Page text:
Jack Bellamy and Marika Byrd, VDGIF Complementary Work Force Program volunteers, were part of the activities. Bellamy demonstrated archery and turkey calling to excited Cubs; some tried using the callers, as squeals abounded. He provided an exhibit of a fanned wild turkey tail, two beards, and several pairs of legs and feet, about a dozen sets of white-tailed deer antlers along with a big, mounted stag head, which delighted the small groups as they rotated through the stations.

Byrd showed and talked about the barn owl, northern river otter, tiny white-tailed fawn, and black bear cub mounts. After they attentively listened and observed the mounts, then eagerly went for the hands-on exhibit as family members photographed the "antlered dancing cubs."

Each pack set up games, which tested balance, agility, and dexterity skills; the troops gained knowledge for and about themselves as they rotated among the various stations.

Gieser reports that, "Parents spoke highly of the VDGIF involvement...by volunteers. The boys loved it."

Habitat Improvement Tips

Too Many Deer Can Damage Habitat

Hunting is an important wildlife management tool. Abundant population equals ample opportunity. This time of year in Virginia the deer population is up around one million animals. Hunters harvest about 250,000 each year, but deer are a renewable resource and the population rebounds. Hunters enjoy liberal seasons and abundant game here in the Commonwealth: archery, muzzleloader, general firearms seasons, fall turkey hunting, waterfowl hunting, hound hunting, mounted fox hunting, special late seasons and urban programs. There's good hunting in Virginia!

When deer are not dear - Farmers, landowners, drivers, and outdoor recreationists all benefit from hunters harvesting the white-tailed deer population in Virginia. Hunting reduces pressure on crops, protects expensive landscaping, cuts down on deer in the roadways, and prevents deer overgrazing an area and destroying habitat needed by other wildlife such as songbirds. Hunters help maintain that balance for Virginians.

Habitat at Home© DVD Now Available

The new Habitat at Home© DVD features the yards of four homeowners in different parts of the state who have removed invasive plants, reduced their amount of lawn, added water features, and planted flowering perennials and shrubs. VDGIF Habitat Education Coordinator Carol Heiser advises, "Native shrubs in particular are an excellent choice for wildlife, because they support native insects that make up a critical part of the food web. Native plants are better adapted to our growing conditions and are much easier to maintain than non-native ones. So many of our neighborhoods lack the kind of native plant diversity that wildlife really needs. You'll be surprised at the number of birds and other wildlife that use native shrubs. Although nurseries tend to sell shrubs in the spring while they're in bloom, autumn is actually the best time to plant shrubs if you want optimal survival. Visit our website to get your own copy of the 40-minute DVD!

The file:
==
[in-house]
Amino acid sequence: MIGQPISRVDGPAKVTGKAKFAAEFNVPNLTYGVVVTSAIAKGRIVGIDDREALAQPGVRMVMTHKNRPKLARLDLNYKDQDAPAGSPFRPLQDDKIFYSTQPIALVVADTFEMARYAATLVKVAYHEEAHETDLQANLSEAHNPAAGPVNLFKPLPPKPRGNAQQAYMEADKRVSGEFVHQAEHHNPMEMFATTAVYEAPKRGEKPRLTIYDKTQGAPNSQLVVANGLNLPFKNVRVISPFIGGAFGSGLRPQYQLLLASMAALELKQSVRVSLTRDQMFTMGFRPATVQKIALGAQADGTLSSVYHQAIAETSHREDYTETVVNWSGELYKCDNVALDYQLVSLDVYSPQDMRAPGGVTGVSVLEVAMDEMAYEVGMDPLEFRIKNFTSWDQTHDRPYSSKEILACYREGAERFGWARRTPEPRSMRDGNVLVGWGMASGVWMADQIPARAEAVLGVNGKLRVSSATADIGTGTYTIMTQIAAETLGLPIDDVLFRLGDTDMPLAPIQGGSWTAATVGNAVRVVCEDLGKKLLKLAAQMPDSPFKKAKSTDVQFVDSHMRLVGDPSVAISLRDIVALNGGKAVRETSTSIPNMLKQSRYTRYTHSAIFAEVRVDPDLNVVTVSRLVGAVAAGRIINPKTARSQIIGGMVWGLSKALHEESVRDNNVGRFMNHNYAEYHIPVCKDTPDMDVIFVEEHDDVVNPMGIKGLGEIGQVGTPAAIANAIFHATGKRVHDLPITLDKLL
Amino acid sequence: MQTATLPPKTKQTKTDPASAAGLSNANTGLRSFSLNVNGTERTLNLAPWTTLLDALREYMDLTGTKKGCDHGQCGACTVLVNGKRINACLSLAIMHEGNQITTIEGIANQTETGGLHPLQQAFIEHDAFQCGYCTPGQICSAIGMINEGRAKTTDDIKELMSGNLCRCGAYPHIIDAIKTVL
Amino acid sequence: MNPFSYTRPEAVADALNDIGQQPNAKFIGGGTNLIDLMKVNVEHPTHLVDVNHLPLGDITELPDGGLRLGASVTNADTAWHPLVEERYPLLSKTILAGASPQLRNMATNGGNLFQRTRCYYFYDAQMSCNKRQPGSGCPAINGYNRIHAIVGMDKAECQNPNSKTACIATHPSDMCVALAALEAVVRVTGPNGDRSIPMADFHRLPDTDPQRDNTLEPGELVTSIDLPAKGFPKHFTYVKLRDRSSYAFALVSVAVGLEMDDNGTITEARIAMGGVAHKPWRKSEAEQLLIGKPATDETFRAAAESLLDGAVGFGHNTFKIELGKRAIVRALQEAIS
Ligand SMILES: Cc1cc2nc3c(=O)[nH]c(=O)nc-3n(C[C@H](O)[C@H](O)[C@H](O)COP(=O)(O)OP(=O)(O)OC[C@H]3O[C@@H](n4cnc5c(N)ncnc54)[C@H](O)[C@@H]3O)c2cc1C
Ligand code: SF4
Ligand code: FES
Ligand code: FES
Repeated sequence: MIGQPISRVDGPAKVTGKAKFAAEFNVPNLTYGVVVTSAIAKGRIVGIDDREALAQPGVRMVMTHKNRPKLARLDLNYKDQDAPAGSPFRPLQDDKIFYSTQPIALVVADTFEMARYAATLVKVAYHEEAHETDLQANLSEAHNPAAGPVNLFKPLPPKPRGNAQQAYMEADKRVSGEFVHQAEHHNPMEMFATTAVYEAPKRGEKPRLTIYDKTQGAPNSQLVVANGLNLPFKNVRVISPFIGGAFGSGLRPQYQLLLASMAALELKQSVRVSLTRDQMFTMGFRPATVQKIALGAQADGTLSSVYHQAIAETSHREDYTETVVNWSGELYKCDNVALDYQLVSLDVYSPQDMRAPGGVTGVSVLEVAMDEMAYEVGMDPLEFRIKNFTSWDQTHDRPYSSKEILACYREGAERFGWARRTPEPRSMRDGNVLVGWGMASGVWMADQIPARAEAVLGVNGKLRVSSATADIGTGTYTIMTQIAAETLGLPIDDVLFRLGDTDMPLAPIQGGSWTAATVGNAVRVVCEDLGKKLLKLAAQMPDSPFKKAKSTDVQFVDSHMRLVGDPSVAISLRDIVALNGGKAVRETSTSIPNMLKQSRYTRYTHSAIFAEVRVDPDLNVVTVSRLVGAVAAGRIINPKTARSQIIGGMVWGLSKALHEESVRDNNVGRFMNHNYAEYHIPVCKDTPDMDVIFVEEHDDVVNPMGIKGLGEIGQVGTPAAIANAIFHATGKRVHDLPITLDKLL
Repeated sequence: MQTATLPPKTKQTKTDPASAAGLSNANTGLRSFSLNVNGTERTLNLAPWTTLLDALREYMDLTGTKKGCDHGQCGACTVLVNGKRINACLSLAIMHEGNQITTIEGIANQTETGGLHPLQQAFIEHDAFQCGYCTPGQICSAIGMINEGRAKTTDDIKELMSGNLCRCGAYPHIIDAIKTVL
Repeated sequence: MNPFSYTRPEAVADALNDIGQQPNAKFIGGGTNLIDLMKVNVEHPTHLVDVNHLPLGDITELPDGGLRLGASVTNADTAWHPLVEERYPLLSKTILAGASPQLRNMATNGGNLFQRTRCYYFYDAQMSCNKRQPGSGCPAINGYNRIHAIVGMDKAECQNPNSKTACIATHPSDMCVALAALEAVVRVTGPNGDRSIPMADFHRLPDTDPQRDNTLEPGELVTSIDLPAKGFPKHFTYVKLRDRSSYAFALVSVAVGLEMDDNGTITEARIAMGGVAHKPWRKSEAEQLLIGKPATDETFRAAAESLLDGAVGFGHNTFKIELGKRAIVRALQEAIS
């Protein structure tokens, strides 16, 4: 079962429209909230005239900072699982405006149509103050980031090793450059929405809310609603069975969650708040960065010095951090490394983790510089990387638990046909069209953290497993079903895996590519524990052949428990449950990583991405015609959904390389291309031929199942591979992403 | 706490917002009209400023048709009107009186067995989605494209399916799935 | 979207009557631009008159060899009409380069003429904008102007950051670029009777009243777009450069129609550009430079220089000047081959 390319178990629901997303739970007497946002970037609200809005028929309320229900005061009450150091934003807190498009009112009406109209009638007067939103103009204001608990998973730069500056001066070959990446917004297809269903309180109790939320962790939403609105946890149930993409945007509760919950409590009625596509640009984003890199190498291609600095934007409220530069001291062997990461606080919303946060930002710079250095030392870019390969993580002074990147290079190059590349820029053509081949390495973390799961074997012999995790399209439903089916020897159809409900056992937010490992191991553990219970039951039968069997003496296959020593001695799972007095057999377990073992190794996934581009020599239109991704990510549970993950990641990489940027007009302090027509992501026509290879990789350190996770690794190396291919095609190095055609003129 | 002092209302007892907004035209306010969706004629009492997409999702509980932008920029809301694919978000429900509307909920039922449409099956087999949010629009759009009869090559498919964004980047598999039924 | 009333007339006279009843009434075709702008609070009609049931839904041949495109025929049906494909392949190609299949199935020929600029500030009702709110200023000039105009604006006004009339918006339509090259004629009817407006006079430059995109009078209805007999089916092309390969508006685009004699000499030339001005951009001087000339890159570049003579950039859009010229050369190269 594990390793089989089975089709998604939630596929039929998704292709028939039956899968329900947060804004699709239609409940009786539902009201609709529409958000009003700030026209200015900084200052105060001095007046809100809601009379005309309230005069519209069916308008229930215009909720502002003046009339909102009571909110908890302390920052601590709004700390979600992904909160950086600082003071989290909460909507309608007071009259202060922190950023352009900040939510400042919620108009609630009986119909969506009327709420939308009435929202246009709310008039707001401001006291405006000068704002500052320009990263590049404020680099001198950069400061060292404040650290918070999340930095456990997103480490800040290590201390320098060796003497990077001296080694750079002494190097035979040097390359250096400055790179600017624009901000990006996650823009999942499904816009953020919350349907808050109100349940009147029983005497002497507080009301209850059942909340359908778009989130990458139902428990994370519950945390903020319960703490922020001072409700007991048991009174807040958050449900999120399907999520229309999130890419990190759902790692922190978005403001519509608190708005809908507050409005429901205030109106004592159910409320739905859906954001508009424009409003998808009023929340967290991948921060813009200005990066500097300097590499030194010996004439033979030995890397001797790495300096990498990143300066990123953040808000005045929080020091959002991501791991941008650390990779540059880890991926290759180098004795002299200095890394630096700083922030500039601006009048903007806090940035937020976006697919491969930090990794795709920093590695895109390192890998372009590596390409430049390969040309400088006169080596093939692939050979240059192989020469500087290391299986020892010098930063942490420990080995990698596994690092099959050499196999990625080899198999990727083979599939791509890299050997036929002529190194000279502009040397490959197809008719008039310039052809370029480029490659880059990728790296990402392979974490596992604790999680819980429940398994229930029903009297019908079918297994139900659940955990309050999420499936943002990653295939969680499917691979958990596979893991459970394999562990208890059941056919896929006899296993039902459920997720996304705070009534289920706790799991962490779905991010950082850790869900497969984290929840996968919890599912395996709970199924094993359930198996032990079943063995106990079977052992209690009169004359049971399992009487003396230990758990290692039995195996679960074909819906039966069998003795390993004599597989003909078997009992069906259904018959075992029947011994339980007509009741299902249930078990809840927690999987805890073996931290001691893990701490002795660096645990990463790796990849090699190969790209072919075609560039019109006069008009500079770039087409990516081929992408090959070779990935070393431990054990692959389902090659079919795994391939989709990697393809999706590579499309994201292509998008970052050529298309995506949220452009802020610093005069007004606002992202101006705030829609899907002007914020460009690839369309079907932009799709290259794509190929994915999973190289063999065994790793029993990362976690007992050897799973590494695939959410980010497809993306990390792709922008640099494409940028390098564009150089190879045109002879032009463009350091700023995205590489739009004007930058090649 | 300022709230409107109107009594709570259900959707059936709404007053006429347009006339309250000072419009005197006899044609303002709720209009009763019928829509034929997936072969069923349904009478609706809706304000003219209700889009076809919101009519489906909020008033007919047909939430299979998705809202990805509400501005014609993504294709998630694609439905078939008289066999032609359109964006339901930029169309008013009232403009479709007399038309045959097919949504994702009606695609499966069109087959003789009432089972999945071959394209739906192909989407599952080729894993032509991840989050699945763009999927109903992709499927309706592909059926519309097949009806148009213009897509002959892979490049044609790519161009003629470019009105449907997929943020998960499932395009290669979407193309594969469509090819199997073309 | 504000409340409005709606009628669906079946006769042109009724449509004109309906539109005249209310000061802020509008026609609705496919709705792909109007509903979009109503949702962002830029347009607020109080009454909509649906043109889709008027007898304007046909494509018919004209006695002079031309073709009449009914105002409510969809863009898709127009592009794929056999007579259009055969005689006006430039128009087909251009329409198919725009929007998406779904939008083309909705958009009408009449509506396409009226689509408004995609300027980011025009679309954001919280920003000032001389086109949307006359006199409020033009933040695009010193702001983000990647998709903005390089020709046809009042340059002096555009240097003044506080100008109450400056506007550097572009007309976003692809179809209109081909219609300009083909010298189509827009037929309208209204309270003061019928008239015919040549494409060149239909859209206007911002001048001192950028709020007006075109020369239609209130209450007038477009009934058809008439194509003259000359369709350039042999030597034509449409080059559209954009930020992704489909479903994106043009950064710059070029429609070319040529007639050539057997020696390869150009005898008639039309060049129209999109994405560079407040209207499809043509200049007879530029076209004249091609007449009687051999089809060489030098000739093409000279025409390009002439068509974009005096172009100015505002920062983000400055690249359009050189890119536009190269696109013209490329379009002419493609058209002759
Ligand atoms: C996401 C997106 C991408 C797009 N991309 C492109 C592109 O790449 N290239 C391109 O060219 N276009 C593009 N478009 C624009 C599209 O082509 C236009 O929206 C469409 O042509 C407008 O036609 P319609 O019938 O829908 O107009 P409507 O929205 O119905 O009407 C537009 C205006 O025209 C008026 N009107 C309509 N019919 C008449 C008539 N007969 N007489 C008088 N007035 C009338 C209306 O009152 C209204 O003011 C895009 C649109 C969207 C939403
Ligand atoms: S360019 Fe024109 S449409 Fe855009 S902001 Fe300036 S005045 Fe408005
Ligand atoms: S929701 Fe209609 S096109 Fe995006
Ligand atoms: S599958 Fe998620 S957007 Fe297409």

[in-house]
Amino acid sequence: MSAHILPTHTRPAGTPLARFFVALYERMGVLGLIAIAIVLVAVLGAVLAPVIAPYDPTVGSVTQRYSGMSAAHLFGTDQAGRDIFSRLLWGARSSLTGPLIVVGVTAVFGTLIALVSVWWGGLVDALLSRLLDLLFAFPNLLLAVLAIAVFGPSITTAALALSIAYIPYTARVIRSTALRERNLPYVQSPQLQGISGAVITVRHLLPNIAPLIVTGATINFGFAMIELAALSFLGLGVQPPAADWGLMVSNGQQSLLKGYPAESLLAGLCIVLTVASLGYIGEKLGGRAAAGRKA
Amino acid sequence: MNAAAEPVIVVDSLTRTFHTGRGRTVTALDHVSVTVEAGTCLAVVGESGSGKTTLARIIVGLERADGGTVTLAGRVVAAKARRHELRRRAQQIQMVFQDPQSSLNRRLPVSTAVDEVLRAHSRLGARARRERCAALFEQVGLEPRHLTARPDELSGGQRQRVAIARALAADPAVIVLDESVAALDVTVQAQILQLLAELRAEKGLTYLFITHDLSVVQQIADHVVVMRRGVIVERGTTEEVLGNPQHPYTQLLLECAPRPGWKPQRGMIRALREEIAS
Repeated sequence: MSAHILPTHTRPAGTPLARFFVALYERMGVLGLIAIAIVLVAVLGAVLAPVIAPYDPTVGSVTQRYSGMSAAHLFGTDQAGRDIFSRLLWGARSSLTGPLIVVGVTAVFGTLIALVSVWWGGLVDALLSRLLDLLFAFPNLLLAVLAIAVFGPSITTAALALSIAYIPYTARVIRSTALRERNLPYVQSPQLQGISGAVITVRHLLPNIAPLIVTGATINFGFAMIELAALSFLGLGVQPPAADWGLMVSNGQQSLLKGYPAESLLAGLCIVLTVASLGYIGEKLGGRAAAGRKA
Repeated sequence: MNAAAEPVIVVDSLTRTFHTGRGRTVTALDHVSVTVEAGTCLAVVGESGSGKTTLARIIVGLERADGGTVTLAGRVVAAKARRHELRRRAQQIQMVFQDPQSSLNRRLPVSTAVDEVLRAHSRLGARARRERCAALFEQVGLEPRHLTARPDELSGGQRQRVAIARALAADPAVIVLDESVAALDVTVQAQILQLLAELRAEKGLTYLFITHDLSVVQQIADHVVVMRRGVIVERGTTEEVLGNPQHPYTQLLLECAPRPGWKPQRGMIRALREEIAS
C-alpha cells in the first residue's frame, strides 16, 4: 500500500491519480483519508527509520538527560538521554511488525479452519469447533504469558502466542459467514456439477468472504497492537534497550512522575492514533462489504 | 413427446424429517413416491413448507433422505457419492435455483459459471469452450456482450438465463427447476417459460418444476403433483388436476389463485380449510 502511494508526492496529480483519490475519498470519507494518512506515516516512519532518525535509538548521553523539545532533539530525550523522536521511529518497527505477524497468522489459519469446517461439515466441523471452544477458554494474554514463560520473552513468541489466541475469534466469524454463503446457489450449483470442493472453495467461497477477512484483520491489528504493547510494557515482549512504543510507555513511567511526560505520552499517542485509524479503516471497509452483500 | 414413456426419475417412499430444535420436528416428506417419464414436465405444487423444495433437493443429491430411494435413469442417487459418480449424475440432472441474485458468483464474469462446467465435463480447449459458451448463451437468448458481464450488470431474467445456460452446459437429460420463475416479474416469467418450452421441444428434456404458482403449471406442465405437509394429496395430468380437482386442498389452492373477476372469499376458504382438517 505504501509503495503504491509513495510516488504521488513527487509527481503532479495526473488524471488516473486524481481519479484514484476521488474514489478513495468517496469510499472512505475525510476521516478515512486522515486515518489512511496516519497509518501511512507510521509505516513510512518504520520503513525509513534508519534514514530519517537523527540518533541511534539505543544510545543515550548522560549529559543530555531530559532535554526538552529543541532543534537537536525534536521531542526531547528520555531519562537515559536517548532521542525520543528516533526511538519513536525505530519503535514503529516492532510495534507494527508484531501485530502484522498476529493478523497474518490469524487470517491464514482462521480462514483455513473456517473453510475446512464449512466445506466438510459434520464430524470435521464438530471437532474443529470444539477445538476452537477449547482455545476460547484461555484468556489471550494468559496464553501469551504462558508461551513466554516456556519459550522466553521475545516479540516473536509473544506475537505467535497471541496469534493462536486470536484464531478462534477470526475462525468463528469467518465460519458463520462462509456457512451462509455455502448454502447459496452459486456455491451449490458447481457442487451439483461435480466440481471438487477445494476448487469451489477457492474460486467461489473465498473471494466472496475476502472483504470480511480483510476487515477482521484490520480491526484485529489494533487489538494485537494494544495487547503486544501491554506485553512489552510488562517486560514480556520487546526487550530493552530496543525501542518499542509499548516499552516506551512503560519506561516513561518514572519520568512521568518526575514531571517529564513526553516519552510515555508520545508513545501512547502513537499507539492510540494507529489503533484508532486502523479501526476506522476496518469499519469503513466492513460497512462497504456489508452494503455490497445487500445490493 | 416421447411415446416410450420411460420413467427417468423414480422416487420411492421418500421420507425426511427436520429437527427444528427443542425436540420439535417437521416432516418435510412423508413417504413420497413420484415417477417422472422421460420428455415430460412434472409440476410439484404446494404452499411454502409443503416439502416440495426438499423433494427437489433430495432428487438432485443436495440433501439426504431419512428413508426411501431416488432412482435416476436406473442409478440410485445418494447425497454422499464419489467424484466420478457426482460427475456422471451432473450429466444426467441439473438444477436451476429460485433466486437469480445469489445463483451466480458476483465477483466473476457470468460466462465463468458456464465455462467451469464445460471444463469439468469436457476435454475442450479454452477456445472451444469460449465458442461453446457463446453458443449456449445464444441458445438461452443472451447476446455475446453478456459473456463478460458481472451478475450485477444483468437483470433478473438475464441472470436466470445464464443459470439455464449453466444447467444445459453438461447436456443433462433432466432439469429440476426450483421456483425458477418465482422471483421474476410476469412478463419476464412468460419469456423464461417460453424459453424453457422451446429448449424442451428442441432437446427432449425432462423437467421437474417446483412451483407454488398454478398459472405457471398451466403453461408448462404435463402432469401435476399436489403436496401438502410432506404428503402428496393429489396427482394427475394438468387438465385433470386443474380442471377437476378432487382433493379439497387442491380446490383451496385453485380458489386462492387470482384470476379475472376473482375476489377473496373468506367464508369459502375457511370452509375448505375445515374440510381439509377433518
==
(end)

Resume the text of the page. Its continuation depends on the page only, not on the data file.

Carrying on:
Fishin' Report

Anglers throughout Virginia and neighboring states want to know "how are the fish bitin'?" To provide some answers, more than 25 license agents, marinas, fishing guides, and bait shops have volunteered to serve as contacts for information on recent fishing conditions for primary rivers and lakes throughout the state. Sarah White, outdoor writer and regular contributor to Virginia Wildlife magazine, prepares this Fishin' Report from interviews with these contacts the week prior to publication of the Outdoor Report.

The Fishin' Report is only available as part of your free subscription to the Outdoor Report.

The rivers and lakes featured in the Fishin' Report are listed by VDGIF Administrative Regions so you can quickly locate the area in which you are most interested. Consult the regional location map to find the major river or lake you want to know about.

For regulations and conditions on saltwater fishing, visit the Virginia Marine Resources Commission (VMRC) website.

Lake Whitehurst Fishing Station and Boat Ramp to Close November 1

On November 1, 2009, the Lake Whitehurst fishing station and boat ramp, located off Shore Drive in Virginia Beach, will close to public access. The property owner, Norfolk Airport Authority, has decided not to renew the lease agreement to the City of Norfolk, thereby restricting public access to Lake Whitehurst. Norfolk Airport Authority has cited future airport expansion and the runway protection zone needed for the construction of a parallel runway as the reasons for closing the facility. The lake itself will remain open for fishing and boating, however access will be extremely limited. Anglers should be reminded the Little Creek portion of Lake Whitehurst, located off Northampton Boulevard, will remain open to the public. Due to this decision and the elimination of public access, the VDGIF will no longer be able to justify current fisheries management activities, including fish stockings. VDGIF will be working with the local municipalities in an effort to locate a possible future public access site to Lake Whitehurst. For additional information pertaining to Lake Whitehurst please contact the City of Norfolk, Utilities Dept. at (757) 441-5678, VDGIF at (757) 465-6812, and the Norfolk Airport Authority at (757) 857-3351. Click here to see the City of Norfolk News Release.

Got Pictures of Your Catch? Share Them With Us on Flickr!

How was your last fishing trip? Did you take pictures of your catch? Send them to us and share it with the world! Here's how: